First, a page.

Ten things you didn't know about Furman seems like sort of a redundant title.
Because let's be honest. You don't know anything about Furman. But it's OK. Neither did we.
So we'll start simple.
Furman is located just north of Greenville, S.C.
Too easy? Nah. You didn't know that either. Sean Weatherspoon did. But he was born in Greenville. And that's just cheating.
And now for the 10 more interesting than the other things you didn't know about Furman.
10. Mark Sanford is a Furman alumnus. Sanford is that governor of South Carolina that was in the news earlier this summer after he forgot that, you know, he was a governor, and decided that disappearing for four days was OK. It was later revealed that Sanford had been visiting his mistress in Argentina during his absence. Sanford's bulletproof alibi? He was hiking the Appalachian Trail, (wink) if you know what I mean.
9. Some of Furman's other best-known alums? Charles H. Townes, John Broadus Watson and Keith Lockhart. Did we miss something? Nobody changed the definition of "best-known," did they? OK. Just making sure.
8. In 1896 Furman quarterback and head coach H.P. Young managed to shoot himself in the wrist and as a result had to have his hand amputated. Insert turn-of-the-century (former New York Giant and self-inflicted-gunshot-wound-aficionado) Plaxico Burress joke here.
7. After Clemson defeated Virginia in an afternoon game October 8, 1960, the water-repellent pants the team wore were shipped to Greenville for Furman to wear during its night game with William & Mary. Now, we know the '60s were interesting and all, but we're pretty sure that pants were still a pretty standard thing.
6. Furman safety Max Lerner had his final high school football season documented on the MTV show "Two-A-Days." The show featured plenty of standard high school drama, but Lerner's got a long way to go in the substance abuse and public displays of nudity departments if he wants to reach A-list MTV reality star status.
5. In a perversely cruel decision, the Furman student body voted to change the school's nickname to the "Paladins" in 1961 after stints as both the "Purple Fighters" and "Purple Hurricane." Really Furman student body? Paladins? Really? The foremost warriors of Charlemagne's court? Your school shares a state with a school whose mascot is the Gamecocks. You regularly play a team called the Fightin' Blue Hens. And you still managed to lose out in the nickname derby? Really?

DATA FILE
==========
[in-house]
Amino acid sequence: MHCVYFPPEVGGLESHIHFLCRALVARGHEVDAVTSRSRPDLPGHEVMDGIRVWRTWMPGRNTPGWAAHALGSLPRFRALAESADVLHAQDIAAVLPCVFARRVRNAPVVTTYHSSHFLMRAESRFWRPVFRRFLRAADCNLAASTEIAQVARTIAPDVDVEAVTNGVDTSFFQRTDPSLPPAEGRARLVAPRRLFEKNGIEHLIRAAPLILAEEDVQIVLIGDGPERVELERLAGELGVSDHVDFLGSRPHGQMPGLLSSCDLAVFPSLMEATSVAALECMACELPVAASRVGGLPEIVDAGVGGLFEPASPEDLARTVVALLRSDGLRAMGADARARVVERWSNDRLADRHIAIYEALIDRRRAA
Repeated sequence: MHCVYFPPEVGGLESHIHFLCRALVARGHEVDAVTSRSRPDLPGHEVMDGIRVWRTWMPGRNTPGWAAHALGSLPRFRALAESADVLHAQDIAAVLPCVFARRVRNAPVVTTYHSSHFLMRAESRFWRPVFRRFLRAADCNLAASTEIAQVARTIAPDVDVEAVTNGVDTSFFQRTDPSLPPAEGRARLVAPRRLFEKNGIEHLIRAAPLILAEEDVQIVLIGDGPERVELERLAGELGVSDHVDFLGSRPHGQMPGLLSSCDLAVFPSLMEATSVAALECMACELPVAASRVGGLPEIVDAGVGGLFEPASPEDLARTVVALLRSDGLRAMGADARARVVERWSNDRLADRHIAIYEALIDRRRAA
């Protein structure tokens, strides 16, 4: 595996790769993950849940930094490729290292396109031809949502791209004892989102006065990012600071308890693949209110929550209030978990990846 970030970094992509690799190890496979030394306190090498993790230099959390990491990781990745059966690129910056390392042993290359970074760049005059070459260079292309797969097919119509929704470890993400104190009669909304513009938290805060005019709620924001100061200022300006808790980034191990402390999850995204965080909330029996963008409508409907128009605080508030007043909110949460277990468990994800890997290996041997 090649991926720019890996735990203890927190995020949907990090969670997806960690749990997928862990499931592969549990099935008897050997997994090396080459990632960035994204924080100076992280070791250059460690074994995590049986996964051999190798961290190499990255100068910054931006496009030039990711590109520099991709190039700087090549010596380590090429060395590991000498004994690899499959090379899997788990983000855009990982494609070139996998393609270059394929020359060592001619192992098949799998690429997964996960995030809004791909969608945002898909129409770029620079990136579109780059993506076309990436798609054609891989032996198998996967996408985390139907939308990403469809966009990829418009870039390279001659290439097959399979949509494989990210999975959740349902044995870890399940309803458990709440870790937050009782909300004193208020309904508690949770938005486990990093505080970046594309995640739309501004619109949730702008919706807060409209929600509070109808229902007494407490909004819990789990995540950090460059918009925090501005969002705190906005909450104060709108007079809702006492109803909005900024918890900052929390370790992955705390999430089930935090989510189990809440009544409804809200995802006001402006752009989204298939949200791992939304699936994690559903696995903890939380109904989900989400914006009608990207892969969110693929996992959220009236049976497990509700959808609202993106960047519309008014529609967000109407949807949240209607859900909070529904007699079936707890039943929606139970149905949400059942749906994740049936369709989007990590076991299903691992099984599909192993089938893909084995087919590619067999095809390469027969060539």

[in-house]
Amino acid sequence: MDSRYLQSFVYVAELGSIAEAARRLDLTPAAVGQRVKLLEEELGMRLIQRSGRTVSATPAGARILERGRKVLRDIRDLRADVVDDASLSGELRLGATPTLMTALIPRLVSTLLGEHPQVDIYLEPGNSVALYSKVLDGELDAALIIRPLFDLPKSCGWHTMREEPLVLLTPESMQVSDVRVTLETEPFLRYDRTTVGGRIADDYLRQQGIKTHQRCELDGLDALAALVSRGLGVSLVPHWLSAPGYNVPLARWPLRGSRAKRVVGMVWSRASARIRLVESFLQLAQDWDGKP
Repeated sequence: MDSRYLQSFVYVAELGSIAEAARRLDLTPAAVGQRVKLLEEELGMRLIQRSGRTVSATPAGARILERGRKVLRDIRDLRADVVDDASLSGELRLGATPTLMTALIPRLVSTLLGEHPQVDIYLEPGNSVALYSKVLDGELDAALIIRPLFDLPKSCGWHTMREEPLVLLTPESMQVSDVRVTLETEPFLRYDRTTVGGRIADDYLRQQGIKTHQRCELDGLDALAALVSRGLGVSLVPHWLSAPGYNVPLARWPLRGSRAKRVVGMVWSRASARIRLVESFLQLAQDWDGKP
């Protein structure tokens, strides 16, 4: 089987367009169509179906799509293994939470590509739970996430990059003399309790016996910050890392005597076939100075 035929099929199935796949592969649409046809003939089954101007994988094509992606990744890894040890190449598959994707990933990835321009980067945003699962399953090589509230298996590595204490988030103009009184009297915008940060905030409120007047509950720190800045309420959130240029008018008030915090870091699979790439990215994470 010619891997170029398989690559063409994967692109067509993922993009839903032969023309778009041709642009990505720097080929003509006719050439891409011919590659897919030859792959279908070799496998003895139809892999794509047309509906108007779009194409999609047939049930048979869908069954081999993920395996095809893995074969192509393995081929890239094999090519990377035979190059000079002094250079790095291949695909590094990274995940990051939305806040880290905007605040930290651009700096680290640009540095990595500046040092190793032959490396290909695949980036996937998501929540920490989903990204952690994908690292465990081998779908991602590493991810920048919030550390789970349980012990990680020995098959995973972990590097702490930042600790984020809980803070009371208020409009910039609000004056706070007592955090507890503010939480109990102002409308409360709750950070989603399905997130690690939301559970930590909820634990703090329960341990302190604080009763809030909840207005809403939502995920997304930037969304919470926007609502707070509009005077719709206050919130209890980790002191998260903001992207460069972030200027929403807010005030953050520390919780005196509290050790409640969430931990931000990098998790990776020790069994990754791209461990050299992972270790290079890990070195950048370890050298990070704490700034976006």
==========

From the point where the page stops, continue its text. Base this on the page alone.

4. Furman suffered the worst loss in the history of its program in 1918 when it was defeated by Georgia Tech 118-0. The loss doesn't look as bad when you consider that Cumberland University (then Cumberland College) lost to Tech 222-0 just two years before. And yes, albeit inexplicable, Cumberland University is still allowed to have a football team. And no, we don't know where it is either.
3. As part of a May Experience (?) class in 2009, Furman students built a replica of Henry David Thoreau's cabin that he lived in while writing Walden. However, in an effort to conserve space the students decided to leave out the bed. Someone might need to re-explain the whole replica thing to these guys. Hey! If we leave out the desk and the chairs we'll have even more room!
2. Furman alum Thomas Goldsmith is credited with the creation of one of the first video games, a missile simulation game where the player could shoot down an airplane with a beam, in 1947. Herman Lay, the founder of the Lay Corporation, which eventually became America's largest snack food company, the Frito-Lay Corporation, was also a Furman grad. Ladies and gentleman, Furman University! Contributing to childhood obesity for more than 60 years!
1. Clayton "Peg-Leg" Bates is from Fountain Inn, S.C. Yeah, it's not exactly Greenville, but you'll thank us in a minute. Bates lost a leg in a cotton gin accident at age 12 and subsequently taught himself how to tap dance with a wooden peg leg. Bates appeared on the Ed Sullivan show about 20 times, one of which is shown below. Just wait until he pulls out his signature "Airplane" move at the 2:00 mark. Sorry print readers, but you're really gonna need the Internet to get how awesome is this. Got a problem? Take it up with Internet "inventor" Al Gore. We're just the messengers.